National Park Service's American Indian Program Manager, Deanna Beacham, discusses how the National Park Service's initiative of Indigenous Cultural Landscape began and evolved from protecting lands in Executive Order 13007 into a "methodology and criteria for identifying and representing indigenous cultural landscapes for the purposes of conservation and interpretation"*.

"This construct recognizes and respects that Indian cultures lived within the context of their environment, although not in the stereotypical sense of “living in harmony with the environment.” American Indian peoples lived around major waterways within large, varied landscapes, with which they were intimately familiar. They used different parts of those landscapes in different ways: for food, medicine, and clothing procurement, for making tools and objects related to transportation and the household, for agriculture, and for settlements."
A Model for Conservation, Interpretation, and TourismGeorge Wright Society Conference on Parks,
 Protected Areas, and Cultural Sites, 2011.

For more information,
Visit:

Thursday, March 26, 2015

Meet Native America: Donald Wanatee, Council Member, Sac and Fox Tribe of the Mississippi in Iowa

Meet Native American. The National Museum of the American Indian.

"In the interview series Meet Native America, the Smithsonian National Museum of the American Indian invites tribal leaders, cultural figures, and other interesting and accomplished Native individuals to introduce themselves and say a little about their lives and work. Together, their responses illustrate the diversity of the indigenous communities of the Western Hemisphere, as well as their shared concerns, and offer insights beyond what’s in the news to the ideas and experiences of Native peoples today." 
-Dennis Zotigh, NMAI 

Donald Wanatee, Sac & Fox Tribal Council member. Photo courtesy of the Sac & Fox Tribe of the Mississippi in Iowa/Meskwaki and the National Museum of the American Indian's Blog.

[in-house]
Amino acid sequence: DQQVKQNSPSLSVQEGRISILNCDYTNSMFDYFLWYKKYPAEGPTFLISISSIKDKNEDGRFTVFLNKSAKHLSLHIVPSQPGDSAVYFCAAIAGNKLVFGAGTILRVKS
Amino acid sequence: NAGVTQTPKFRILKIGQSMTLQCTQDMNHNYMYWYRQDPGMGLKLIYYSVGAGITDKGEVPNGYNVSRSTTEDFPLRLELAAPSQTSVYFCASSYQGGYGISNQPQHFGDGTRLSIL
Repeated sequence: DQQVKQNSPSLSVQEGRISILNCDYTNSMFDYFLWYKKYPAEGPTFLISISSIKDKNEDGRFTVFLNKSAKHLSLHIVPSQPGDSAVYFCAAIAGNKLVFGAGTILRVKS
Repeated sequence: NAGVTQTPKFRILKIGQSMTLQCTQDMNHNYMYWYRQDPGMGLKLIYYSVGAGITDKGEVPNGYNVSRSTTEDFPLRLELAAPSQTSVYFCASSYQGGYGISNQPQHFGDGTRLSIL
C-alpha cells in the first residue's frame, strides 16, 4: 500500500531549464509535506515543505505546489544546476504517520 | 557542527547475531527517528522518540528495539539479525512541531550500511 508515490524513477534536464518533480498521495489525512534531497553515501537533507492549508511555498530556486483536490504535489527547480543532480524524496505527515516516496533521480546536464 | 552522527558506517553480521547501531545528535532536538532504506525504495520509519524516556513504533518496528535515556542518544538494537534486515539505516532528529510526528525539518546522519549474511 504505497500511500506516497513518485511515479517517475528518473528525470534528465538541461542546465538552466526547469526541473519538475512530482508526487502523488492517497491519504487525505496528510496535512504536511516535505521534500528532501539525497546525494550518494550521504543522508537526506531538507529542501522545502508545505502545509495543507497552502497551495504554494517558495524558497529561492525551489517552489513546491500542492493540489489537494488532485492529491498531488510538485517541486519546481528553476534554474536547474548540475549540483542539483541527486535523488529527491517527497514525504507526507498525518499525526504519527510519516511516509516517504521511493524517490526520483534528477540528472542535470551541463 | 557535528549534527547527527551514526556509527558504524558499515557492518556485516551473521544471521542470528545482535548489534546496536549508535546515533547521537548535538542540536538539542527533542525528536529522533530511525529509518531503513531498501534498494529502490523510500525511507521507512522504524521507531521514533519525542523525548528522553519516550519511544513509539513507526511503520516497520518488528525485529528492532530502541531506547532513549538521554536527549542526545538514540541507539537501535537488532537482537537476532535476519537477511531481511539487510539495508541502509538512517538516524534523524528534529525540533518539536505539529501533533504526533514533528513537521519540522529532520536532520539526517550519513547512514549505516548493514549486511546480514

Donald Wanatee, Sac & Fox Tribal Council member. Photo courtesy of the Sac & Fox Tribe of the Mississippi in Iowa/Meskwaki and the National Museum of the American Indian's Blog.
"Where is your community located? Where are your people originally from?

The Sac and Fox—the Meskwaki—originated along the St. Lawrence in southern Canada, near Montreal and Three Rivers. To get here I surmise was quite a march for our people. After running around from government troops, we settled in Tama County, Iowa. We, the tribe, in the year 1857 bought 80 acres of land along the Iowa River, which we eventually expanded to 10,000 acres, thus increasing the legitimacy of our land holdings and governmental structure. A so-called "self-governing" tribe, we should have been given instruction in "self-government." Receiving no guidance from federal lawmakers, we stand."

Wednesday, March 25, 2015

New Statehouse Gavels Made from Newark Earthworks Tree

"Miami Tribe of Oklahoma member Jody Gamble made the small ceremonial gavels
using wood from a North American red oak tree believed to have been at least 225 years old.
They were presented to the Ohio Legislature in honor of Statehood Day."
Image and Caption Courtesy of Miami University.
March, 4, 2015.
Emily Maddern, of the Newark Advocate, has written an interesting article about the recent gift of ceremonial gavels to the Ohio Legislature in celebration of Statehood Day
by the Miami Tribe of Oklahoma and the Ohio History Connection.